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AMLO Update: Rethinking the Drug War

Why drug policy – before trade – could sour AMLO’s budding relationship with Donald Trump.
Carlos Tischler/Getty Images

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This article has been updated

Highlight of the Week

Differences over drug policy could hinder the cozy relationship that’s begun to develop between Andrés Manuel López Obrador and Donald Trump. 

Speaking to reporters in Tlaxcala on Sep. 25, AMLO applauded former President Ernesto Zedillo’s recent statement that his hardline anti-drug policy had been a mistake. Zedillo’s admission came as he and other former heads of state presented recommendations to the incoming administration that include the regulation, rather than prohibition, of some drugs. 

AMLO’s response fueled belief, based on comments from incoming administration officials, that he will seek at least to decriminalize marijuana and some poppy cultivation early in his term.  

But Trump appears to be moving in the opposite direction. At the UN on Monday, he presented a document that observers viewed as a call to renew the so-called war on drugs. U.S. administration officials previously expressed opposition to AMLO’s hints at liberalization, citing concerns over opiate abuse; Mexico is the primary supplier of heroin to the U.S. and the world’s third-largest producer of opium poppy.

What they’re saying: read the Global Commission on Drug Policy’s report here; Luis de la Calle and Sabino Bastidas on the need for a more liberal drug policy; the national statistics agency’s latest report says crime and violence cost Mexican families around $16 billion last year.

Four Years Since Ayotzinapa

López Obrador offered a sharp break from President Enrique Peña Nieto's approach to security at an event marking the fourth anniversary of the disappearance and presumed murder of 43 students from a teacher’s college in Ayotzinapa, Guerrero.

After a more than two-hour meeting with family of the missing students, López Obrador promised to invite international experts to return to the country to re-open investigations into the case. In 2016 Peña Nieto declined to extend investigators’ mandate despite lingering questions over what happened to the students and inconsistencies in the government’s version of events. 

López Obrador said he would create a truth commission to study the case on his first day in office if one is not formed before inauguration day. An estimated 15,000 people marched in Mexico City on Sep. 26 to commemorate the disappearances.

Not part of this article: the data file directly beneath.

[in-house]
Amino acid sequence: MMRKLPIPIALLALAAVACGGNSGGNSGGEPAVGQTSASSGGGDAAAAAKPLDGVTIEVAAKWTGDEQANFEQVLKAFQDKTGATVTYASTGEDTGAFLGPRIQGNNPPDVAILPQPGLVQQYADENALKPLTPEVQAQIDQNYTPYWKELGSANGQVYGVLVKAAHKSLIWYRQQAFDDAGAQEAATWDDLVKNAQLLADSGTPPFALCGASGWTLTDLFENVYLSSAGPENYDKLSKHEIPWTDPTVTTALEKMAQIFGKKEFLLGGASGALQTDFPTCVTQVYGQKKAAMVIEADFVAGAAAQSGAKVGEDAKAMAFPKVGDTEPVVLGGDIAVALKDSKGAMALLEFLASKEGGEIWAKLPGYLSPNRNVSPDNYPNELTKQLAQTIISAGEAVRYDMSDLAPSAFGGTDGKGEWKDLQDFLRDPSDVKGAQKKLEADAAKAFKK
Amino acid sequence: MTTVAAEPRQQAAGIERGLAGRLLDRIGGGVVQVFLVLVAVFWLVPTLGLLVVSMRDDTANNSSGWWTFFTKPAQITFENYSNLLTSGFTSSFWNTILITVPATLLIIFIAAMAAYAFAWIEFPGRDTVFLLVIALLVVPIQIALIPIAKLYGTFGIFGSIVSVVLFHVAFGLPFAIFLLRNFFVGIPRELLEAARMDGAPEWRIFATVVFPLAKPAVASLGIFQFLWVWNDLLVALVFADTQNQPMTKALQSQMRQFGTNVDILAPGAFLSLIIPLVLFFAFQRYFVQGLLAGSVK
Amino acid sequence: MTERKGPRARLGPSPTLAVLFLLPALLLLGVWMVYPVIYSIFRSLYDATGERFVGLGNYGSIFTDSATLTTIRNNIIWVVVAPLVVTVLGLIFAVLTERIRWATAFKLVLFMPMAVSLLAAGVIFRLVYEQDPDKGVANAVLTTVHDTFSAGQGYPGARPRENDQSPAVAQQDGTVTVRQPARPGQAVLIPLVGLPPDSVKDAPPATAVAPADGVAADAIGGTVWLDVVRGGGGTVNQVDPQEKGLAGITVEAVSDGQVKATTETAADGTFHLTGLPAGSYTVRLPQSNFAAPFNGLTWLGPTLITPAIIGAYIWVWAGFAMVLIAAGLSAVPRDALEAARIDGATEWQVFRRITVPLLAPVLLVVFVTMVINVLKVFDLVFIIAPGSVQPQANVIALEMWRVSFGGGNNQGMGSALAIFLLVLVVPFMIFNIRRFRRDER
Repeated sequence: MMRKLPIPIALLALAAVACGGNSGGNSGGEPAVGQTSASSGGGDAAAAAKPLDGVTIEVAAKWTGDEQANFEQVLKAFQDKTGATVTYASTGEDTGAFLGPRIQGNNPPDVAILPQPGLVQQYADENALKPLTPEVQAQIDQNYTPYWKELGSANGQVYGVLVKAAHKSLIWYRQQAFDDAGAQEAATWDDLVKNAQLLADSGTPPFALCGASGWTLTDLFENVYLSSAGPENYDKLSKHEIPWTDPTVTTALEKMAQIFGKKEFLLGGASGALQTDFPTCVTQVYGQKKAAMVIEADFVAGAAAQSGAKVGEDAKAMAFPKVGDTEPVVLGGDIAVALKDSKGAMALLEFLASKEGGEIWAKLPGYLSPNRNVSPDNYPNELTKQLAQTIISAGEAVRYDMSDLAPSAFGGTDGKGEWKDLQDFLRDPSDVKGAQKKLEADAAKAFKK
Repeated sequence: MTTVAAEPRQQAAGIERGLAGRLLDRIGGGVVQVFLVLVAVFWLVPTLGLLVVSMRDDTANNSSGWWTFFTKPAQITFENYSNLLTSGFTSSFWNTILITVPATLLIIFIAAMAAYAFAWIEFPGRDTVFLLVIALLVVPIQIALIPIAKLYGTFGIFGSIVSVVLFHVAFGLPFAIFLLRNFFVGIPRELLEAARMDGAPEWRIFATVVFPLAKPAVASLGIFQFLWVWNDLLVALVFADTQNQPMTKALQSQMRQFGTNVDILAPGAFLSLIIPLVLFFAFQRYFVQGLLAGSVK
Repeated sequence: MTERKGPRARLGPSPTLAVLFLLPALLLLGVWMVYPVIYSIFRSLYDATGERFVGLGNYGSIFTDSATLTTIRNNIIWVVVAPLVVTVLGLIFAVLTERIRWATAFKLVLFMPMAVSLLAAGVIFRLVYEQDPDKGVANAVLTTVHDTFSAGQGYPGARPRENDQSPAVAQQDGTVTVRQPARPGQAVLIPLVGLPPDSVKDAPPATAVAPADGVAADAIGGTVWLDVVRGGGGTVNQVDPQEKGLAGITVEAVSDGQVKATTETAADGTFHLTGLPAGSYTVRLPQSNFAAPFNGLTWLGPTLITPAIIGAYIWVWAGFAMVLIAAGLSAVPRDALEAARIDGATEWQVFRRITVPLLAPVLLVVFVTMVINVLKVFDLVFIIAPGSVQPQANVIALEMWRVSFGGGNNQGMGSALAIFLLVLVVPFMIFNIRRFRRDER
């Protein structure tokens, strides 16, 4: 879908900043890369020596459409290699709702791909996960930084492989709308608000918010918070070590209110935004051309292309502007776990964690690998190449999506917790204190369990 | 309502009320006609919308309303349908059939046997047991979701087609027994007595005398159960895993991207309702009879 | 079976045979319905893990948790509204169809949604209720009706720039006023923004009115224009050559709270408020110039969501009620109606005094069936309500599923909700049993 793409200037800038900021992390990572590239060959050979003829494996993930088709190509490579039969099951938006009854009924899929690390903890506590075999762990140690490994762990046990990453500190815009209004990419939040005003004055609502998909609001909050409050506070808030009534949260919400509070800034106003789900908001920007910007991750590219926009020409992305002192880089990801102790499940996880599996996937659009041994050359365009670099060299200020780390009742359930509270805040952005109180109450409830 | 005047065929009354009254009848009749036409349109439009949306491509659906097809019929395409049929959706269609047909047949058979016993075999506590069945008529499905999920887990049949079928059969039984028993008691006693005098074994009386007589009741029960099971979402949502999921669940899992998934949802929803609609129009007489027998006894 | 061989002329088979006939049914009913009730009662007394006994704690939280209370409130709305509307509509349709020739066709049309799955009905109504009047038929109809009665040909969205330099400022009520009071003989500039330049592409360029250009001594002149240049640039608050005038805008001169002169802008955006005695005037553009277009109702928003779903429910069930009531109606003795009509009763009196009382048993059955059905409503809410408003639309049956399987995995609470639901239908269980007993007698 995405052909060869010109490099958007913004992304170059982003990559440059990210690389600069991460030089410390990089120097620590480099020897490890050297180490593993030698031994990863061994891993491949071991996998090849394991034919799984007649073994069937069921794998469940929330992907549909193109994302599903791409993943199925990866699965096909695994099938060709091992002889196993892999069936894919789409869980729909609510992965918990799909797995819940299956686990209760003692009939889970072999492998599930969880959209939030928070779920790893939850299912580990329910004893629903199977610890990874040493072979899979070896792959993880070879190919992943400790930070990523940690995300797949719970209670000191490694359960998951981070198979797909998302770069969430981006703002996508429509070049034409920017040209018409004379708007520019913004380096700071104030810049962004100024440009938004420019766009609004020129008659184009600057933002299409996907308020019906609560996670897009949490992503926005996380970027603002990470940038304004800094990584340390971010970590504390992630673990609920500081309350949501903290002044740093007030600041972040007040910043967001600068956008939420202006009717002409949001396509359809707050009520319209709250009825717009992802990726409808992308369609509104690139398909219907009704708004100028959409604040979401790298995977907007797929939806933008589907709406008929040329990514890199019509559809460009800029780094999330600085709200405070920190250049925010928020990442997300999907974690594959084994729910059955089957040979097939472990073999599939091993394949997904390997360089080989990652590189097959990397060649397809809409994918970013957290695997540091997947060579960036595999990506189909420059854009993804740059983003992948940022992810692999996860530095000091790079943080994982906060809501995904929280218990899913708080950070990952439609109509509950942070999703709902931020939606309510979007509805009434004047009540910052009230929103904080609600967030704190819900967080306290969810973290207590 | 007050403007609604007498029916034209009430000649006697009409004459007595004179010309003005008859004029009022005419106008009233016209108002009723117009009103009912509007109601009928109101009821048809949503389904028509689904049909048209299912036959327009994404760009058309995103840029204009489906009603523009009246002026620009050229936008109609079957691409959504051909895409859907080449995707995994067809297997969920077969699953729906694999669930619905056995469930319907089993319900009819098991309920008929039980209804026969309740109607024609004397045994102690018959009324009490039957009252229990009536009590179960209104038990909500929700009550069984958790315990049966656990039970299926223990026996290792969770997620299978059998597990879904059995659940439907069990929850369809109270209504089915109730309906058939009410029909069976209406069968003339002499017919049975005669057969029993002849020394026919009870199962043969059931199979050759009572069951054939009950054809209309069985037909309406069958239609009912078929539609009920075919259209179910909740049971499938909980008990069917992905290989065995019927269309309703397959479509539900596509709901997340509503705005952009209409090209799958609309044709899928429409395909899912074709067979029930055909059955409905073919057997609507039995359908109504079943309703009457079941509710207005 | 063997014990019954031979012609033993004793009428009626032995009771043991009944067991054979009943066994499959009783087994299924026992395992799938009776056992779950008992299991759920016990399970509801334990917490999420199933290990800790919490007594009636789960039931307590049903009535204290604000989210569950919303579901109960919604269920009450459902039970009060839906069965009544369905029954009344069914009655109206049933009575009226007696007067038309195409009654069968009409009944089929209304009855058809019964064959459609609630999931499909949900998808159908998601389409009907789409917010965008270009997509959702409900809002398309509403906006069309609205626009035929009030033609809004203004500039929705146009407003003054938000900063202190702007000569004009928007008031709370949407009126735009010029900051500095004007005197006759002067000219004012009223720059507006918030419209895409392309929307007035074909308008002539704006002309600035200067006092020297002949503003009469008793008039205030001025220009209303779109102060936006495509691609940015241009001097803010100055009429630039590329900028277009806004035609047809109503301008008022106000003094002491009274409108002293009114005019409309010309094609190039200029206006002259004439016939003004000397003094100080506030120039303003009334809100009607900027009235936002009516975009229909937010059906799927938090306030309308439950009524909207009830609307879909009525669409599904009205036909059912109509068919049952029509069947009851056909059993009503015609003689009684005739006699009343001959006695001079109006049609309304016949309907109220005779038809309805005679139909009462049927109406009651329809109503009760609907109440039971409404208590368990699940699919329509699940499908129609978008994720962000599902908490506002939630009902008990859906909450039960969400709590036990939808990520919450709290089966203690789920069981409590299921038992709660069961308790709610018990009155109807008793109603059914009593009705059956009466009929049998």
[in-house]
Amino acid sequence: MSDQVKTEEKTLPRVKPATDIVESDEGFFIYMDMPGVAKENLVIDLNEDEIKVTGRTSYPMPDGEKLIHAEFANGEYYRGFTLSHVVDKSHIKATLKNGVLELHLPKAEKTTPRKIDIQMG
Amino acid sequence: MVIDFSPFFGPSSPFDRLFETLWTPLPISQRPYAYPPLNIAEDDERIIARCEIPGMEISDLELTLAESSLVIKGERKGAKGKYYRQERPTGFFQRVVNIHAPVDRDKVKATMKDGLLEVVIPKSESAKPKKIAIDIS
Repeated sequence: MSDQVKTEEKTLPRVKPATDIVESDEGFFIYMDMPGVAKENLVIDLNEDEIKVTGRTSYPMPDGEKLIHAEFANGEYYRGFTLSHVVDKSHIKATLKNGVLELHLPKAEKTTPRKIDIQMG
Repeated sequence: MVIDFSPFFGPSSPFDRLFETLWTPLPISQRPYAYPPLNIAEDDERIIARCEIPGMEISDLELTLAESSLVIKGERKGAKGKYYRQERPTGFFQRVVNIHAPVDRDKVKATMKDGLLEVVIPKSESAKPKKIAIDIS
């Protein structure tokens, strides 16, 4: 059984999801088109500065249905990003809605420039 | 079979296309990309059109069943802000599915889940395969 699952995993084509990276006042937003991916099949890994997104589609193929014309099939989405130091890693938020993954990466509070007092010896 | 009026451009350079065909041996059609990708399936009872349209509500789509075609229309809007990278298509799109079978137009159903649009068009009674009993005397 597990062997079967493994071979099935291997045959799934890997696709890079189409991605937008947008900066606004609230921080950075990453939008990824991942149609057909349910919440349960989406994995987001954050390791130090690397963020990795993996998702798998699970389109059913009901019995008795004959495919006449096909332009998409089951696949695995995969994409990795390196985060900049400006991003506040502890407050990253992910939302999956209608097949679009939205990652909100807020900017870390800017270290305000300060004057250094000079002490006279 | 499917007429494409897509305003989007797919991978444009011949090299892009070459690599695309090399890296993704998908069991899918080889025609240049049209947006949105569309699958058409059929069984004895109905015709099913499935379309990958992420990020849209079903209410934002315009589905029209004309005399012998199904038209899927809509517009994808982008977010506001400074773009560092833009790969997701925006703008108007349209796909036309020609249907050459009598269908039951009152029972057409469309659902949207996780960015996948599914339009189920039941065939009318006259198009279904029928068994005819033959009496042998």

What they’re saying: Parker Asmann for InSight Crime on why the case has gone unsolved; the The Globe and Mail on the symbolic significance of AMLO’s meeting with parents; Oct. 2 marks 50 years since another emblematic tragedy in Mexican history, the massacre at Tlatelolco.

Briefs

U.S. officials are expected to publish the text of a bilateral trade agreement with Mexico today in an effort to avoid re-opening negotiations once López Obrador is in office. “We don’t know where that would go at all,” said U.S. Trade Representative Robert Lighthizer. 

The Wall Street Journal reports that López Obrador will name economist Jonathan Heath to the Central Bank’s board of governors. Observers viewed the possible nomination as a positive for Mexico’s continued economic stability, though Heath tweeted that the report “for now is simply rumor.”

Mexico’s Senate, led by legislators from AMLO's Morena party, ratified an International Labor Organization convention to expand labor union rights

López Obrador said he’ll move the cultural ministry's headquarters from Mexico City to the state of Tlaxcala next year as part of a controversial plan to decentralize government agencies. 

Quote of the Week

“Mexico is bankrupt.”

During a thank-you tour stop in Nayarit on Sep. 17, López Obrador claimed he might not be able to fulfill all of his voters’ demands because he had been left a country in bankruptcy. Following criticism of the remark – Mexico’s debt is still a relatively low 46 percent of GDP – he said the press had taken his comments out context. 

This article was updated to clarify the timing of López Obrador's "bankruptcy" comments. 

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Russell is AQ’s correspondent in Mexico City

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Any opinions expressed in this piece do not necessarily reflect those of Americas Quarterly or its publishers.


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